The apostle Paul wrote:

The last enemy to be destroyed is death. (1 Co. 15:26, ESV)

Then, as now, mankind’s greatest fear is not a virus from Wuhan but the possibility of death that the virus represents. Viruses and diseases are scary especially when the recipient knows that treatments and vaccines either do not exist or are not necessarily all that effective.

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When we are sick we instinctively think in terms of cure and rely on the doctors and scientists to provide that cure and when they have little to offer at the moment we tend to panic.

Why? Because the specter of death looms large in our minds and death is to be feared above all else. A virus serves as a symbol of sorts that predicts possible doom.

Most people do not want to die. Most believe they have something to live for. The exceptions to that are those who have given up hope for some reason. Either they are depressed to the point of considering suicide or they are ready to die to be released from the suffering of what disease is killing them.

The vast majority want to live; but yet the vast majority do realize that sooner or later death will call. The question then becomes, “then what?”

What happens after physical death?

Some believe we are no more than food for the worms. Others think we achieve some kind of nirvana while others believe in some sort of reincarnation. Some believe they are good persons and God, if he exists at all will allow them a pleasant afterlife because they were mostly good.

In Greek and Roman times many believed that physical death meant life was over and like the modern atheist the body was simply food for the worms. This was despite the fact that the general population believed in the various gods.. Educated Greeks and Romans didn’t believe in the gods but recognized the value of some sort of popular religion especially the Emperor Cult.

Others believed in a kind of shadowy existence without substance although that varied in Roman culture. Although the Romans did not believe in eternal damnation they did believe in a kind of warrior’s paradise called the Fields of Elysium. If you are familiar with the movie Gladiator you see references to Elysium more than once. In the movie, the Russel Crowe character tells his soldiers before the battle, that what we do in life matters in eternity (the Fields of Elysium.) When Crowe is dying he has visions of his dead wife and son in the Fields of Elysium where is to join them.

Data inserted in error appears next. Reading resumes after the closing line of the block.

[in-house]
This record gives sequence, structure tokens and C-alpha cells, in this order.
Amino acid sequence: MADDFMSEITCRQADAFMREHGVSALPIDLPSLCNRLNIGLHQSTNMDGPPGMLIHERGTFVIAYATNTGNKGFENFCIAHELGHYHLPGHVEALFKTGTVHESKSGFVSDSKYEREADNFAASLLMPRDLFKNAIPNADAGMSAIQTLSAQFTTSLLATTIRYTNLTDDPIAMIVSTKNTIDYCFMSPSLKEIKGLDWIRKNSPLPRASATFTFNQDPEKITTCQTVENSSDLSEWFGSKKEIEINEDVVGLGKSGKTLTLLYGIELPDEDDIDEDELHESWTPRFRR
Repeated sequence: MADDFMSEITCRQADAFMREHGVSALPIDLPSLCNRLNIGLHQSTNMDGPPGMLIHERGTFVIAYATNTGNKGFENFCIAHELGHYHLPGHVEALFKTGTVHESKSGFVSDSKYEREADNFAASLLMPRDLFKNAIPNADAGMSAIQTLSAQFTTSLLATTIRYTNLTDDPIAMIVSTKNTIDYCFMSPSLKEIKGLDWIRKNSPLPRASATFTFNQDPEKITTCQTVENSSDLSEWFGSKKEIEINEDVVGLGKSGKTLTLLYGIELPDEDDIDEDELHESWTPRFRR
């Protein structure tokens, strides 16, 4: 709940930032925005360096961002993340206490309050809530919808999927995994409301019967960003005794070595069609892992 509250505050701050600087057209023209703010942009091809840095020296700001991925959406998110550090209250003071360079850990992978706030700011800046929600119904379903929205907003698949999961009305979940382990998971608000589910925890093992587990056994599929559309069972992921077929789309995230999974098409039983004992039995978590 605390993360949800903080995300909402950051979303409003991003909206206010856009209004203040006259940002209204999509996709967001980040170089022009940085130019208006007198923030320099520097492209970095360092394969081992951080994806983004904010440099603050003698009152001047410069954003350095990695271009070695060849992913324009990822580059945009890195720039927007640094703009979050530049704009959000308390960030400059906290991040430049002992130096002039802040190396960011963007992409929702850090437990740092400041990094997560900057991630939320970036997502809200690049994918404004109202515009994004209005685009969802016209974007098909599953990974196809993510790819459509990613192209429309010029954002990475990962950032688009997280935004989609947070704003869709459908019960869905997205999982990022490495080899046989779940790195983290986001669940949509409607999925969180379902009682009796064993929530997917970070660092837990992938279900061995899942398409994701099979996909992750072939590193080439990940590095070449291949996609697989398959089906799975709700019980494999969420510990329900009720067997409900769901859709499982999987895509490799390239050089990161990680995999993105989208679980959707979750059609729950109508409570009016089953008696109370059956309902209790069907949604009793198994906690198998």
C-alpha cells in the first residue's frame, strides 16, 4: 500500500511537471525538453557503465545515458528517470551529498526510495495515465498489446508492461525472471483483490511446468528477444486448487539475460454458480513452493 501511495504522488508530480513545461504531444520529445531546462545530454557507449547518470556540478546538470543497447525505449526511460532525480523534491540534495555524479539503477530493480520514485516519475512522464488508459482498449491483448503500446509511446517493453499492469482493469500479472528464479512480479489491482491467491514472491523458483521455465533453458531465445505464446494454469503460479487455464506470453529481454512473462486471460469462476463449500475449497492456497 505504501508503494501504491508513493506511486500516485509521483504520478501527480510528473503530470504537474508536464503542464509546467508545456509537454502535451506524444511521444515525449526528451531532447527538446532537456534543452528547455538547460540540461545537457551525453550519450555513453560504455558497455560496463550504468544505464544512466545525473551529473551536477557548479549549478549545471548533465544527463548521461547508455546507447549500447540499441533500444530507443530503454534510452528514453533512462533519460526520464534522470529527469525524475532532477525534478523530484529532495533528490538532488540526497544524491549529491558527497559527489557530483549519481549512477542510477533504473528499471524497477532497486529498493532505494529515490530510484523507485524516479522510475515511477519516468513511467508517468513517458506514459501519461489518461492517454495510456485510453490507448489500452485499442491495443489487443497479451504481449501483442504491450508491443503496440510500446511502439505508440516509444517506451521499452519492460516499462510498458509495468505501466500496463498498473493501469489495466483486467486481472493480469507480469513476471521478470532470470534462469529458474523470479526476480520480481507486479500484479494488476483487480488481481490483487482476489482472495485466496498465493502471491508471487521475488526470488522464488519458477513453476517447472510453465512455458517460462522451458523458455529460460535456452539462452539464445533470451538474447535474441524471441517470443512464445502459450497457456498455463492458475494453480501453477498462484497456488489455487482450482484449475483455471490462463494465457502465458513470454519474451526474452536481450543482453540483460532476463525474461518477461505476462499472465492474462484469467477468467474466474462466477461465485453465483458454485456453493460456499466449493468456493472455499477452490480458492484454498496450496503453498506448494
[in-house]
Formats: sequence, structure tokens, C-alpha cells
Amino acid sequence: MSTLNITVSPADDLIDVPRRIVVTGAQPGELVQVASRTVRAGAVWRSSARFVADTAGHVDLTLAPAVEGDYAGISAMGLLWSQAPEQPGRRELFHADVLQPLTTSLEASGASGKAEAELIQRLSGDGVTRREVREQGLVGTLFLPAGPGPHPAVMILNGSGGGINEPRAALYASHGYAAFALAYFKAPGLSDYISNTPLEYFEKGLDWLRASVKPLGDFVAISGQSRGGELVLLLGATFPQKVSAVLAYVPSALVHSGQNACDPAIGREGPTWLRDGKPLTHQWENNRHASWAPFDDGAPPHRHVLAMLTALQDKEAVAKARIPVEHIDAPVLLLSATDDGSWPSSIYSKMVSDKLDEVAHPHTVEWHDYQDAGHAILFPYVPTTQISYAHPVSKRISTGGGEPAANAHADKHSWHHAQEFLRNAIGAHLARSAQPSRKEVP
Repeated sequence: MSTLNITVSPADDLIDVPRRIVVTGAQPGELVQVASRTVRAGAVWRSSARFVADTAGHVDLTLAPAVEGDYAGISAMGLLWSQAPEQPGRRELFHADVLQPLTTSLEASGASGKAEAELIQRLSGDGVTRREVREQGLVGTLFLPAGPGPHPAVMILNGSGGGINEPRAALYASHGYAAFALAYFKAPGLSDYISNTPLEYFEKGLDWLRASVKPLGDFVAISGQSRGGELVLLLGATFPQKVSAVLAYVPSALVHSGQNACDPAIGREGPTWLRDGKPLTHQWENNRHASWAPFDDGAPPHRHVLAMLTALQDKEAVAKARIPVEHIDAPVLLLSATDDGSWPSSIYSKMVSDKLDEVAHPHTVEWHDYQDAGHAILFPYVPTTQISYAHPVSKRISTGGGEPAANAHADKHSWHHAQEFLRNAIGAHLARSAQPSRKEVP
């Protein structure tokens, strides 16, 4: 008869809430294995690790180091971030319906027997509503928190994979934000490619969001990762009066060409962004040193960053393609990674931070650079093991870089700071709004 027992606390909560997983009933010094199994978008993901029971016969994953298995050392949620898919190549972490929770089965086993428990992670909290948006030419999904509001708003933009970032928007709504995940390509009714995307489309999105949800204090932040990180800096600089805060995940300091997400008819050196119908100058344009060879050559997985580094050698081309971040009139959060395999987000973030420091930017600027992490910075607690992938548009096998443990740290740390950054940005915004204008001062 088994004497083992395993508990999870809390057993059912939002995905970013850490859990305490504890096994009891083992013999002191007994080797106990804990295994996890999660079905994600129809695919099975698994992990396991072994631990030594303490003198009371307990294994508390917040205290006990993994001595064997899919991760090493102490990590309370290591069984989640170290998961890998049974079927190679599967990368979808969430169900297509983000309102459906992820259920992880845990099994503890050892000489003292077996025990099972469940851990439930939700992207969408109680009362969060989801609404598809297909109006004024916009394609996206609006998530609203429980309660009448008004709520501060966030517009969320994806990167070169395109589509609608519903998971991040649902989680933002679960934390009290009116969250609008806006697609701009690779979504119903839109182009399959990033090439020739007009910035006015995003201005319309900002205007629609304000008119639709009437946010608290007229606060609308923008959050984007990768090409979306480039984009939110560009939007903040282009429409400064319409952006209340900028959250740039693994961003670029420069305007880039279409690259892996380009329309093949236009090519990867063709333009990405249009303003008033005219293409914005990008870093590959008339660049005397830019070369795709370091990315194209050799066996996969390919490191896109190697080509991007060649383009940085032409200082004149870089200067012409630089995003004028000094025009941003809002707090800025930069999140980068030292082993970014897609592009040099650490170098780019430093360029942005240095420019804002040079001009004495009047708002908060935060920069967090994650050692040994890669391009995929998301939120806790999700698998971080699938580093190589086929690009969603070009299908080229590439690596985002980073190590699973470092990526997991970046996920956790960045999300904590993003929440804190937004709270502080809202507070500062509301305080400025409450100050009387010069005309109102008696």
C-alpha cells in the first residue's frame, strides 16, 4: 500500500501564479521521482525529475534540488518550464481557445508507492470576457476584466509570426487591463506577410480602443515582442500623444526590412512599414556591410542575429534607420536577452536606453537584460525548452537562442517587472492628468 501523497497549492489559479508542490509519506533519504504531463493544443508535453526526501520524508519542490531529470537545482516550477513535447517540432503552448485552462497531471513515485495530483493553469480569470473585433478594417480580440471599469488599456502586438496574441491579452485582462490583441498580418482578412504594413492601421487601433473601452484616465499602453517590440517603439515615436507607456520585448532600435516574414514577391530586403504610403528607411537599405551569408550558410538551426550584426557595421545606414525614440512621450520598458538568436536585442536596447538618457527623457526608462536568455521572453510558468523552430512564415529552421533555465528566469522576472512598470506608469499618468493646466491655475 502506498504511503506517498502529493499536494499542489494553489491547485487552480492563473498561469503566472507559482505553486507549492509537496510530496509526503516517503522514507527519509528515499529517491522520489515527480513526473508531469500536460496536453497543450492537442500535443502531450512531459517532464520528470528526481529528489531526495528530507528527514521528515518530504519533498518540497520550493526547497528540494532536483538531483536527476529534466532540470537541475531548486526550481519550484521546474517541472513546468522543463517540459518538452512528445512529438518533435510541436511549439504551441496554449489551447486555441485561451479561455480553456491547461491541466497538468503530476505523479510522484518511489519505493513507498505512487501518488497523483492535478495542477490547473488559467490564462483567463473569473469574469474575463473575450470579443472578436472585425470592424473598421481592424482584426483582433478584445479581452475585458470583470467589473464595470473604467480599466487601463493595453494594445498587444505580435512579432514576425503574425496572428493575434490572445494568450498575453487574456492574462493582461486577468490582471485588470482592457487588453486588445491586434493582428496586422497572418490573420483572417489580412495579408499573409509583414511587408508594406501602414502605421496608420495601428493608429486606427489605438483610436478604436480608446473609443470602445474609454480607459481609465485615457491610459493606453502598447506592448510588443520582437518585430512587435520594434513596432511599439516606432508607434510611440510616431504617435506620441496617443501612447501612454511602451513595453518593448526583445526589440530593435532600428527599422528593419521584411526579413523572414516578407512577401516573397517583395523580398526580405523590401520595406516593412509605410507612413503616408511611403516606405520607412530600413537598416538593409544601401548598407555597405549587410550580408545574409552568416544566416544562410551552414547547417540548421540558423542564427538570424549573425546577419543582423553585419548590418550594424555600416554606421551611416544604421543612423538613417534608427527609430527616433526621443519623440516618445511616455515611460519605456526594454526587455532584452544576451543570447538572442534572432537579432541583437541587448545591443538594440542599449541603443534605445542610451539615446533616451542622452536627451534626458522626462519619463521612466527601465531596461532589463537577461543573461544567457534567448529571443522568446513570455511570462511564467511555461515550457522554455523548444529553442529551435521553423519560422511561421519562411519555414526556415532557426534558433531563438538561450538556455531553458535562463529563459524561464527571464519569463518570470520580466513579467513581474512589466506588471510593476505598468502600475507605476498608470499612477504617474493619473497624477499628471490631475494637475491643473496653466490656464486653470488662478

It was different for the Jew. They believed in an afterlife that was regulated by Yahweh. By Jesus’ time they didn’t debate the afterlife as much as they debated the possibility of physical resurrection due to the influence of the sect of Sadducees.

The apostle Paul, once a Pharisee, wants to be clear about a physical resurrection and wants to be clear about Jesus’ resurrection. He states:

12 Now if Christ is proclaimed as raised from the dead, how can some of you say that there is no resurrection of the dead? 13 But if there is no resurrection of the dead, then not even Christ has been raised. 14 And if Christ has not been raised, then our preaching is in vain and your faith is in vain. 15 We are even found to be misrepresenting God, because we testified about God that he raised Christ, whom he did not raise if it is true that the dead are not raised. 16 For if the dead are not raised, not even Christ has been raised. 17 And if Christ has not been raised, your faith is futile and you are still in your sins. 18 Then those also who have fallen asleep in Christ have perished. 19 If in Christ we have hope in this life only, we are of all people most to be pitied. 

 The Holy Bible: English Standard Version. (2016). (1 Co 15:12–20). Wheaton, IL: Crossway Bibles.

Christianity rises or falls on the Resurrection of Jesus Christ. Either it happened as the Scriptures report or it did not and in that case Christians should be pitied for being no more hopeful than those who thought we are food for the worms or those who bought into some kind of Elysium.

Verse 17 says that if Christ has not been raised then we are still in our sins, our faith clearly pointless. Dying in one’s sins should be a scary proposition since according the Bible there are worse things than dying. Dying in our sins means eternal damnation. The Bible knows nothing of Purgatory and the possibility of atoning for your own sin in any sense.

This is why we need Jesus and Jesus alone to atone for our sins.

Scripture is very clear that our works or our good behavior does not factor into the gospel (Ephesians 2:8-9) in any kind of saving way. All we contribute to the salvation process is our sin.

Jesus paid it all on the Cross, the debt we owed and it’s only through faith and complete trust in Him and the fact he rose from the dead do we avoid the righteous wrath of God.

For those that embrace Jesus on His terms and count their own righteousness as nothing eternal life with Jesus is a promise.

This causes the apostle to pronounce:

“Death is swallowed up in victory.” 55  “O death, where is your victory? O death, where is your sting?” 56 The sting of death is sin, and the power of sin is the law. 57 But thanks be to God, who gives us the victory through our Lord Jesus Christ. 

The Holy Bible: English Standard Version. (2016). (1 Co 15:54–57). Wheaton, IL: Crossway Bibles.

What does that mean when it comes to the latest virus that seems to suck the hope from so many?

It should mean that the Christian is not panic stricken by the threat of death. It does mean that one should use their common sense with any illness but it should never mean we act as those who have no eternal hope.

It is my prayer that those who at least wonder about what I’m saying seek out a good Bible teaching church.

Here is sermon to help you understand. It’s titled Life in Light of the Resurrection.